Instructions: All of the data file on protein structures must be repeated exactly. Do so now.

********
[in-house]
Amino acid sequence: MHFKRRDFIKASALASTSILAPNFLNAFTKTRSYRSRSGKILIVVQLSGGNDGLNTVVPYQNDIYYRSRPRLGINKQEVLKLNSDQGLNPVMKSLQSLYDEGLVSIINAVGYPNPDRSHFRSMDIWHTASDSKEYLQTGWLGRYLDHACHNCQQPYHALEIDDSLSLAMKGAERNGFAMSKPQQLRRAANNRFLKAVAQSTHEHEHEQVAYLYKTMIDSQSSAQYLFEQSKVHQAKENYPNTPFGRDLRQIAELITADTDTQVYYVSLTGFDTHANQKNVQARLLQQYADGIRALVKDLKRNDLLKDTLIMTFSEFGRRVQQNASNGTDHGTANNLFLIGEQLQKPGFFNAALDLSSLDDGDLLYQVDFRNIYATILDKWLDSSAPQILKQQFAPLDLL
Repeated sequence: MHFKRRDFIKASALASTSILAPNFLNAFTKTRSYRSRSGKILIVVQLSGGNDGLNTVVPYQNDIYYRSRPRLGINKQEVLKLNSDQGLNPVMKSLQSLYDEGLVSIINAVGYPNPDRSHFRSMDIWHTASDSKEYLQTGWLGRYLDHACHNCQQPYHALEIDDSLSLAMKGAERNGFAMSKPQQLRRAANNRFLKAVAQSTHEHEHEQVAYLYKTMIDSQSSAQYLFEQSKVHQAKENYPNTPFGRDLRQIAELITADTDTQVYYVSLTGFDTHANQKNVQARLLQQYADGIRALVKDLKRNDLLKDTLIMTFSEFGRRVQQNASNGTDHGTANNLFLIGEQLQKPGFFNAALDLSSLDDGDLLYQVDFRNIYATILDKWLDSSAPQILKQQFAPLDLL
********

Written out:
[in-house]
Amino acid sequence: MHFKRRDFIKASALASTSILAPNFLNAFTKTRSYRSRSGKILIVVQLSGGNDGLNTVVPYQNDIYYRSRPRLGINKQEVLKLNSDQGLNPVMKSLQSLYDEGLVSIINAVGYPNPDRSHFRSMDIWHTASDSKEYLQTGWLGRYLDHACHNCQQPYHALEIDDSLSLAMKGAERNGFAMSKPQQLRRAANNRFLKAVAQSTHEHEHEQVAYLYKTMIDSQSSAQYLFEQSKVHQAKENYPNTPFGRDLRQIAELITADTDTQVYYVSLTGFDTHANQKNVQARLLQQYADGIRALVKDLKRNDLLKDTLIMTFSEFGRRVQQNASNGTDHGTANNLFLIGEQLQKPGFFNAALDLSSLDDGDLLYQVDFRNIYATILDKWLDSSAPQILKQQFAPLDLL
Repeated sequence: MHFKRRDFIKASALASTSILAPNFLNAFTKTRSYRSRSGKILIVVQLSGGNDGLNTVVPYQNDIYYRSRPRLGINKQEVLKLNSDQGLNPVMKSLQSLYDEGLVSIINAVGYPNPDRSHFRSMDIWHTASDSKEYLQTGWLGRYLDHACHNCQQPYHALEIDDSLSLAMKGAERNGFAMSKPQQLRRAANNRFLKAVAQSTHEHEHEQVAYLYKTMIDSQSSAQYLFEQSKVHQAKENYPNTPFGRDLRQIAELITADTDTQVYYVSLTGFDTHANQKNVQARLLQQYADGIRALVKDLKRNDLLKDTLIMTFSEFGRRVQQNASNGTDHGTANNLFLIGEQLQKPGFFNAALDLSSLDDGDLLYQVDFRNIYATILDKWLDSSAPQILKQQFAPLDLL